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Managing Stress at Menopause Before It Manages You! PDF Print
Thursday, 30 November 2006 12:31
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0.1. Types of Stress
0.2. Coping with Stress

Do you feel like menopause is causing you to be frustrated, overwhelmed, nervous, sad, anxious, panicky, shaky or crazy? Do you feel like pulling your hair out and can’t even deal with the slightest amount of stress? Before your emotional rollercoaster ride becomes out of control, take a few deep breaths and read this section to gain a little perspective.

You're not going crazy. The physiological, psychological and social changes that may be experienced at menopause are extremely stressful.

0.1. Types of Stress

There may be many other changes going on in your life besides the hormonal ones. The life you have worked so hard at achieving is now changing. The kids are growing up. They may be going off to college or leaving home. You may be thinking about retirement or changing careers. Your husband is going through a midlife crisis. Divorce rates are rising. Any combination of these factors can contribute to your stress.

Stress is simply the body's reaction to a challenge or threat. It is a term that is used to describe hundreds of problems in our lives. The term represents problems or conflicts that are painful or troubling to us. The causes of stress can be short-term or long-term and can arise for a variety of reasons. Everyone has stress but there are ways to prevent or subside it.

Unfortunately, stress can contribute to many health problems. For some people, it can cause cardiovascular disease, increase blood pressure, increase cholesterol and other cardiac risk factors.

When you feel stressed, your body is flooded with chemicals called "stress hormones" such as adrenaline or epinephrine that may cause your heart to start beating faster; muscles become tense; and breathing becomes rapid.

There may also be an increase in perspiration. Another hormone called cortisol is also increased as a normal coping mechanism by your body to respond to stress. Over an extended period of stress, these stress hormones that are initially protective, can become detrimental, wearing out your body, mind and spirit.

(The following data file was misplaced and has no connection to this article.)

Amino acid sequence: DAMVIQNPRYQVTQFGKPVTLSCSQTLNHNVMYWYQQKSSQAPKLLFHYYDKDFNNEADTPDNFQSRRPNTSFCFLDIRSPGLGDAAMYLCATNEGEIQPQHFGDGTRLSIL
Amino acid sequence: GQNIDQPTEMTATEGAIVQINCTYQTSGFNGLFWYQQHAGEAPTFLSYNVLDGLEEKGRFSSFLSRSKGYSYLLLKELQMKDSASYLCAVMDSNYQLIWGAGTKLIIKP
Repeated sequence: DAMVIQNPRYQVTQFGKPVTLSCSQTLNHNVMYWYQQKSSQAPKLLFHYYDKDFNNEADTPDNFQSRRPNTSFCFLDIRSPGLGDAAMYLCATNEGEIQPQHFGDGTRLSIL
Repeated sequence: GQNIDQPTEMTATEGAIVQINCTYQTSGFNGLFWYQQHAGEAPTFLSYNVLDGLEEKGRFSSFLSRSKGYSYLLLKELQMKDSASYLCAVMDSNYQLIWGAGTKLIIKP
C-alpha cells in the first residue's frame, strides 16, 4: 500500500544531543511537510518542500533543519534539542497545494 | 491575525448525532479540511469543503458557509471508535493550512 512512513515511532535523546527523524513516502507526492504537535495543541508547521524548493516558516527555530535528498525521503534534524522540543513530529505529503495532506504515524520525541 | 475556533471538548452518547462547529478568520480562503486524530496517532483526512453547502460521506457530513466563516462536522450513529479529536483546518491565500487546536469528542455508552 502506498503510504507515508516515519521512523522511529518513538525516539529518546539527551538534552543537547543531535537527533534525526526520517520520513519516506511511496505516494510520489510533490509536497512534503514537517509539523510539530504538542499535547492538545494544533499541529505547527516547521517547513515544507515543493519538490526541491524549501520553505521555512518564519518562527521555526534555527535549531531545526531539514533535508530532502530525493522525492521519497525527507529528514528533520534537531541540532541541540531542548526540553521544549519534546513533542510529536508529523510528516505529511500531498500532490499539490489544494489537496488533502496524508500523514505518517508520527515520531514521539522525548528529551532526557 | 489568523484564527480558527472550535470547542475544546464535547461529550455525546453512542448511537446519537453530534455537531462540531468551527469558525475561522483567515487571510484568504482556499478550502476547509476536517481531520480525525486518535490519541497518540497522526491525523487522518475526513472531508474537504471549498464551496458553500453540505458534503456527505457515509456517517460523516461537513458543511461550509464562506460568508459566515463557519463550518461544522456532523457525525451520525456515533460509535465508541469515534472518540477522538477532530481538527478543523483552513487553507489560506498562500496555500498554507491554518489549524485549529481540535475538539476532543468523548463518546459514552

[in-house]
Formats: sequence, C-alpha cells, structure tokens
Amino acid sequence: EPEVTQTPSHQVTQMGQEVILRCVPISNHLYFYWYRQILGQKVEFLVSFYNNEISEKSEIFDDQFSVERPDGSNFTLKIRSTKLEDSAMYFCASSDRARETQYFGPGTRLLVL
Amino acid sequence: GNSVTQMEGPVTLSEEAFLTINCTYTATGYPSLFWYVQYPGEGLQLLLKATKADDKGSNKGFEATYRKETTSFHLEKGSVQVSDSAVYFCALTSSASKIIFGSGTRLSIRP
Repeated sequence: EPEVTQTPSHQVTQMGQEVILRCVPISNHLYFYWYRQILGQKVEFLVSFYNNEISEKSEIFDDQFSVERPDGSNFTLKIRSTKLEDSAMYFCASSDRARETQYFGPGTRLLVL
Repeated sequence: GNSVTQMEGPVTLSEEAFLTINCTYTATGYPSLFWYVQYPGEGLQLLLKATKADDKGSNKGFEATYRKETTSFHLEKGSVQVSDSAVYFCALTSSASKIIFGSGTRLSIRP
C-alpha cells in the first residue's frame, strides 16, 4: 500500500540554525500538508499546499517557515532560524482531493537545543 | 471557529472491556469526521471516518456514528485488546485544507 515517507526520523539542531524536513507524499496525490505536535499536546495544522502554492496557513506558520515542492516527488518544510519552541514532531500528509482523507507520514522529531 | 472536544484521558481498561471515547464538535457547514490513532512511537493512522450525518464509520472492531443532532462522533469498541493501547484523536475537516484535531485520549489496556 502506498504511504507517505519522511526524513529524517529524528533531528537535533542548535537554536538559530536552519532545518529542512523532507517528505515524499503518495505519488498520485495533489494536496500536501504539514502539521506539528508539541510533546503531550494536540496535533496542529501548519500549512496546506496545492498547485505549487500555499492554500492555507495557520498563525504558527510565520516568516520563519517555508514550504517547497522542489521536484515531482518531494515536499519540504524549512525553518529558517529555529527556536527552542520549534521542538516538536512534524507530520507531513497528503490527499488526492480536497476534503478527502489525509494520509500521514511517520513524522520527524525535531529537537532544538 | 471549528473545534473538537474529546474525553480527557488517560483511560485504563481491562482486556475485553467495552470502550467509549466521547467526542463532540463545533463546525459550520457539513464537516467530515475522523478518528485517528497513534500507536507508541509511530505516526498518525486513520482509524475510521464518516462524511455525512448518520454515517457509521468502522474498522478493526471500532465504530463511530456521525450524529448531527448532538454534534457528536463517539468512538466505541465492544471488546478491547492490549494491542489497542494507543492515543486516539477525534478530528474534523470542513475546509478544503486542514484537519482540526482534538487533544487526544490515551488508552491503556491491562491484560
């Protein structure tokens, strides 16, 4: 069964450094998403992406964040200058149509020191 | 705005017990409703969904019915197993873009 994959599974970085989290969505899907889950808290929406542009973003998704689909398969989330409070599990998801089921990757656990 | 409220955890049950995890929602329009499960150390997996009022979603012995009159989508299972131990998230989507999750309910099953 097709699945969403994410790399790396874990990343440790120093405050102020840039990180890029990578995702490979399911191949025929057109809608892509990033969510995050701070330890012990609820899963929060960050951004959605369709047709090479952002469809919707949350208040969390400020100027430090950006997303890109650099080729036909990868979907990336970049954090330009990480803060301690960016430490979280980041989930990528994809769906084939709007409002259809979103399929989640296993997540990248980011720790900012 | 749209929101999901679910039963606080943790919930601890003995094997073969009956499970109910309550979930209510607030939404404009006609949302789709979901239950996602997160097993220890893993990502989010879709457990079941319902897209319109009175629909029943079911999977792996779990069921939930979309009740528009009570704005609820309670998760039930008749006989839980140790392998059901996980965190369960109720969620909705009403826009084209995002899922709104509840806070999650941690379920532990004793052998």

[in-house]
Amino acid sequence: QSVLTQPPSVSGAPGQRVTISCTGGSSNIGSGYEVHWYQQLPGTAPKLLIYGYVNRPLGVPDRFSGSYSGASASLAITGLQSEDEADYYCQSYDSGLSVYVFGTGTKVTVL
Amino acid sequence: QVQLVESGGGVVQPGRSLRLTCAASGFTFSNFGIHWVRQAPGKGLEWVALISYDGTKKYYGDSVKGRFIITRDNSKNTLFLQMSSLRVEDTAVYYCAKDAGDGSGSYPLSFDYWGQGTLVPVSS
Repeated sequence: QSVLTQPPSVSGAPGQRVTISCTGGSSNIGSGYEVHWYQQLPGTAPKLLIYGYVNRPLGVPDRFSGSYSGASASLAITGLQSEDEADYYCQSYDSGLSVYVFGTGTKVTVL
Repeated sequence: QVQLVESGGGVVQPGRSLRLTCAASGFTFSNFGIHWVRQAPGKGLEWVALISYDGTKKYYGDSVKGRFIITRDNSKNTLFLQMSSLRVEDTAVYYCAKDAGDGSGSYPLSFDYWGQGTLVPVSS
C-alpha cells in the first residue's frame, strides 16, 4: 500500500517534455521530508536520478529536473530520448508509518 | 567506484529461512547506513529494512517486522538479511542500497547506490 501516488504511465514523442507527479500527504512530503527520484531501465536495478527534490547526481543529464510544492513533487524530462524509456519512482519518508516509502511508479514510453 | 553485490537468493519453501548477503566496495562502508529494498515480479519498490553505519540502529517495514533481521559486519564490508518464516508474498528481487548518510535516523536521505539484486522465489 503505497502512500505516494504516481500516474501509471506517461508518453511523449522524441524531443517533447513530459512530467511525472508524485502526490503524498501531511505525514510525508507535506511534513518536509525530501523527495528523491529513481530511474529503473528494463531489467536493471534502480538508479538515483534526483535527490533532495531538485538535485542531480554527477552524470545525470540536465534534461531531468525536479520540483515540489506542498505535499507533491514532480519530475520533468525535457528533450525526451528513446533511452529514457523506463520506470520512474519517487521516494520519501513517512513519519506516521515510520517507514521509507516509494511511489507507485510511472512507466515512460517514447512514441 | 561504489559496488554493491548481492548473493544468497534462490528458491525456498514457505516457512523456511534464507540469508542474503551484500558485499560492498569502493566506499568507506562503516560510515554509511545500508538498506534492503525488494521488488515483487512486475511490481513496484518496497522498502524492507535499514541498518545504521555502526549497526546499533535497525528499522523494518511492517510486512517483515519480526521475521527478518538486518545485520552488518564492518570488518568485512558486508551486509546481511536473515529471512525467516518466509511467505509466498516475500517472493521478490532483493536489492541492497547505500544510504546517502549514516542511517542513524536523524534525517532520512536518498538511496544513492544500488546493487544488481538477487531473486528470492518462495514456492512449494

There are different coping strategies which may help restore a sense of well-being and reduce stress, but the main source of our problems may linger. Many times, comprehending the root of stress requires a certain amount of self-awareness and self-empowerment in order to prevent them from constantly reoccurring.

0.2. Coping with Stress

Physiological Stress

  • Keep a journal of your menopausal symptoms and share it with your healthcare provider. Menopause can mimic the symptoms of chronic stress (and of course it is a stress itself).
  • Communicate with your healthcare provider about menopause, both your physical and emotional concerns. Do not forget to communicate with all of your healthcare providers that you are becoming menopausal and update them about any new treatment taken.
  • Educate yourself about the effects of hormonal changes in your body.
  • Talk with your partner and family members openly about what is happening to you.
  • Develop a plan to manage the physiological changes you are experiencing.
  • Be pro-active when it comes to hot flashes and night sweats. Dress in layers. Keep the temperature cool in your room when sleeping.
  • Identify foods that commonly trigger hot flashes like alcohol, spicy foods, caffeine, chocolate and foods high in fat.
  • Avoid smoking.
  • Take care of your bladder. Drink lots of water. Avoid bladder infections, which may occur more frequently after menopause, by urinating as soon as you feel the need.
  • Exercise┬áregularly as it will help your mood and sleep. Yoga can improve your balance, alertness, and keep you limber while reducing your stress.
  • Take care and treat chronic ailments: hypertension, arthritis, etc.

Psychological Stress

  • Some women become stressed over the loss of fertility that occurs at menopause. This is often compounded when their older children leave home. Added to this, may be burdensome responsibilities in caring for sick parents. Financial problems may also be present.
  • Physiological changes may affect your sex life. Make more time for your sex life and be creative - lingerie, champagne, experiment with lubricants and moisturizers.

Social Stress

  • Explore ways in which you can obtain positive self feelings. Develop hobbies and interests, make new friends, and/or return to the workforce.
  • If you are a caretaker, don't take on the burden alone. Discuss with your partner and family members ways they can help out to reduce your stress.
  • Plan for your retirement. Women live on the average of 7 years longer than men. Early, thoughtful planning can be empowering and make you feel less anxious.

Develop a Stress Reduction Plan

  • Identify why you are feeling stressed. Keep a journal logging in when and why you feel stressed. Read it after several weeks to see what triggers your stress reactions.
  • Try to avoid the stressor by removing yourself from the situation. It's better to recognize your limitations and walk away or learn to delegate.
  • Modify your behavior. Physical activity helps reduce stress levels.
  • Watch your diet. You can tolerate stress better when you eat right.
  • Meditate and take time out for yourself. Listen to peaceful, quiet music, and/or have a massage to relieve tight muscles, and try relaxation techniques.
  • Communicate with your loved ones.
  • Get professional help.
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Last Updated on Friday, 28 October 2011 14:12